The employee in this case filed a Claim Petition asserting PTSD stemming from several altercations with inmates while working as a correctional officer. The employee received a diagnosis from her primary care MD that she “clearly had” PTSD. She also underwent counseling sessions with Greta Kramer, M.S. who diagnosed her with PTSD and depression. The employee underwent an independent psychiatric examination with Dr. Yarosh who diagnosed her with PTSD, among other conditions. He opined that the psychiatric condition was caused by pre-existing factors, and the work incidents were a temporary aggravation of this condition.
The compensation judge found that the employee had not established a compensable claim for PTSD based on a diagnosis she obtained from a license psychiatrist or psychologist, as required by Minn. Stat. § 176.011, Subd. 15(d).
The employee argues on appeal that the compensation judge erred by finding the employee had not established a compensable claim for PTSD with a diagnosis from a licensed psychiatrist or psychologist pursuant to Minn. Stat. § 176.011, subd. 15(d). She argued that she could rely on Dr. Yarosh’s opinion and that it met the statutory requirement set forth in Minn. Stat. § 176.011, subd. 15(d), and that causation for this diagnosis must be considered as a separate element under Minn. Stat. § 176.011, subds. 15(a) and 16. She argued that the causation element could be established by other evidence presented at hearing.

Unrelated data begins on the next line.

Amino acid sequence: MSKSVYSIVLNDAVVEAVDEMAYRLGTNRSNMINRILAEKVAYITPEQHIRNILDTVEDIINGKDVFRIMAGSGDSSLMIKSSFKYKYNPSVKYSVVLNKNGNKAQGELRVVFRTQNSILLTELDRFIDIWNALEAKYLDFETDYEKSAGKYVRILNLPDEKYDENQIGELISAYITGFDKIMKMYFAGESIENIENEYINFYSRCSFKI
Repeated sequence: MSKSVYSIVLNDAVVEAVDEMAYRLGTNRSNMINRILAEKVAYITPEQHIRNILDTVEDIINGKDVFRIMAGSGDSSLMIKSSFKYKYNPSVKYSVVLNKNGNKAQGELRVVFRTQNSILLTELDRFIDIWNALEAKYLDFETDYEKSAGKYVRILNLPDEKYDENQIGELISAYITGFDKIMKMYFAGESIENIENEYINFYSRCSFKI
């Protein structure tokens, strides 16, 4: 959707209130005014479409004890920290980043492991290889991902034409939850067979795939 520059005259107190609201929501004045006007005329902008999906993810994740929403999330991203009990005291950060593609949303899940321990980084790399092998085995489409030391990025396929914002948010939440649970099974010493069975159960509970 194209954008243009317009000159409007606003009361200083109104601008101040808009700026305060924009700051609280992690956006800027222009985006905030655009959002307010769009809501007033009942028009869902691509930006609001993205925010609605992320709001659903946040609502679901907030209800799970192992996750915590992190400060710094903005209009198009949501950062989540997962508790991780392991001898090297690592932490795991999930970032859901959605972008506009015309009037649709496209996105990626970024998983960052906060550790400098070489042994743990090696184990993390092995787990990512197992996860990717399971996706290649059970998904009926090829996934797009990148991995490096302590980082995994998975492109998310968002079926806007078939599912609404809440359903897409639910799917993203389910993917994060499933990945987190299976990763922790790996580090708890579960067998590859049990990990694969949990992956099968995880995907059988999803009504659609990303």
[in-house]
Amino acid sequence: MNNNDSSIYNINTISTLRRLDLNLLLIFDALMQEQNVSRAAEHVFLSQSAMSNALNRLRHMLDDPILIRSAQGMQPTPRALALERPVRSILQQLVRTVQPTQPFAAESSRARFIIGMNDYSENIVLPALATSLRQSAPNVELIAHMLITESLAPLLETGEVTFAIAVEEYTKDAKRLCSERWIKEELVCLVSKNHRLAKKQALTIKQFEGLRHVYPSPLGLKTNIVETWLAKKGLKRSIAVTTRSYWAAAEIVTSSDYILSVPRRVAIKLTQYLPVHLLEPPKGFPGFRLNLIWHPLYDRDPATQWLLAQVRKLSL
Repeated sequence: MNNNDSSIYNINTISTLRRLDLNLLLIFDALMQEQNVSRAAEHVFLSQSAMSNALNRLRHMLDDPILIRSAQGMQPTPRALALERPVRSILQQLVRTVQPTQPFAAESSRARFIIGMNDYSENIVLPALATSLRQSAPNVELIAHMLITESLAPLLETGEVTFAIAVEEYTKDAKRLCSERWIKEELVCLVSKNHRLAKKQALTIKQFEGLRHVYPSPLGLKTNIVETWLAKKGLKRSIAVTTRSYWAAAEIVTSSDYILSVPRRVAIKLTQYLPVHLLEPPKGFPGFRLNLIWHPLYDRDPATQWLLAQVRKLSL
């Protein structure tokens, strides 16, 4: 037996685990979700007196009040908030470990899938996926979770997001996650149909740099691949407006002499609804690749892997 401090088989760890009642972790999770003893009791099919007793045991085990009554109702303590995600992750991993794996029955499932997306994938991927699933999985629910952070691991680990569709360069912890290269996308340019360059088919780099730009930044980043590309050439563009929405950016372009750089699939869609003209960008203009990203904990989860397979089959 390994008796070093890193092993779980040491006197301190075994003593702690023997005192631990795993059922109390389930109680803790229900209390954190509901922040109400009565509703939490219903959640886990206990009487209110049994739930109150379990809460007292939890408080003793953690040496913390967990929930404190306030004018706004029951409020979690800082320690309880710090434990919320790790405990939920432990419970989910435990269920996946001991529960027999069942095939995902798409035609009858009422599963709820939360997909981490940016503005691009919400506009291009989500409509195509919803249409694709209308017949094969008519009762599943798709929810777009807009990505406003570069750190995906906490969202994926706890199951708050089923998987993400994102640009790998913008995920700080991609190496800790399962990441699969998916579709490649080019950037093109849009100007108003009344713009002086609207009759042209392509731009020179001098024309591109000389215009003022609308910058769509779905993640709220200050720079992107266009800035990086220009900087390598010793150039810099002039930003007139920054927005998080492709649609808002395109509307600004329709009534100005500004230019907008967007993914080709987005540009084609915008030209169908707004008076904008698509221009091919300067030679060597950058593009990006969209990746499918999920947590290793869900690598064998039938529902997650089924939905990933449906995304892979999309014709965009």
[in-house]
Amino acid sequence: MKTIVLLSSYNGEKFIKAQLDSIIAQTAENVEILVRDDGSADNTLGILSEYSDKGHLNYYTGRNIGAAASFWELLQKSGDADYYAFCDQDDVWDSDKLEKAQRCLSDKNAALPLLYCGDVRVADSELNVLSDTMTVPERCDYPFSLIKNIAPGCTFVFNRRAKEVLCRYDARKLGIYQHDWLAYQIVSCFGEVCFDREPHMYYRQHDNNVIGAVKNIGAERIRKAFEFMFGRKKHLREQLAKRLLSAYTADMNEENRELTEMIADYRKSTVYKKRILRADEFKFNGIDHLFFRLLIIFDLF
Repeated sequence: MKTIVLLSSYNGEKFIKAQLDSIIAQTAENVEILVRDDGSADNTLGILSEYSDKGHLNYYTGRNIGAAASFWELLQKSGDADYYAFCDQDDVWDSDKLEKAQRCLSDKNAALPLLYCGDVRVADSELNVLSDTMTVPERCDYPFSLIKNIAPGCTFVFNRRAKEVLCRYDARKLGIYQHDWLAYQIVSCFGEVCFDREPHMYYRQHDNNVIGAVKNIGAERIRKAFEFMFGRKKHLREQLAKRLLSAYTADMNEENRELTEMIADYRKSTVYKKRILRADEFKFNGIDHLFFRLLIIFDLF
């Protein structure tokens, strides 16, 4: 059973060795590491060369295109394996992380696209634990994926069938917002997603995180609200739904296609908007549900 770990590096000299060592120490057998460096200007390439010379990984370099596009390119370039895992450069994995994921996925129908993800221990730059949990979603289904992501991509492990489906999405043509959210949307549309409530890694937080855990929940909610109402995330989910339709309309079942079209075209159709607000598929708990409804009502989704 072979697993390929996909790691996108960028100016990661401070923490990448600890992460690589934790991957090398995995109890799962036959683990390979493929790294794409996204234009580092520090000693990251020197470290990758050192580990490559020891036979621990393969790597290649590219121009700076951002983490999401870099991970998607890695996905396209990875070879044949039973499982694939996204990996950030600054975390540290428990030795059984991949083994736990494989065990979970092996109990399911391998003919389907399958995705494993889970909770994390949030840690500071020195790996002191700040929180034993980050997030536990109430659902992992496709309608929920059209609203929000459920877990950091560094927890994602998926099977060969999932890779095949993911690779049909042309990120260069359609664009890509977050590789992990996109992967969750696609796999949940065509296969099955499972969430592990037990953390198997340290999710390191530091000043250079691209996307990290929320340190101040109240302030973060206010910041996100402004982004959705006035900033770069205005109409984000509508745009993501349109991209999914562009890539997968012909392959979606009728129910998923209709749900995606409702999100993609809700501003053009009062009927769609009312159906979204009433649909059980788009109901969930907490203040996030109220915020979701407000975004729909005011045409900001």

The WCCA ultimately agreed with the employee that Minn. Stat. § 176.011, subd. 15(d), does not require that the diagnosis of PTSD by a licensed psychiatrist or psychologist include an opinion regarding causation for that condition. Therefore, the WCCA reversed the compensation judge’s finding that there was no diagnosis established pursuant to Minn. Stat. § 176.011, subd. 15(d) and remanded for a determination on causation.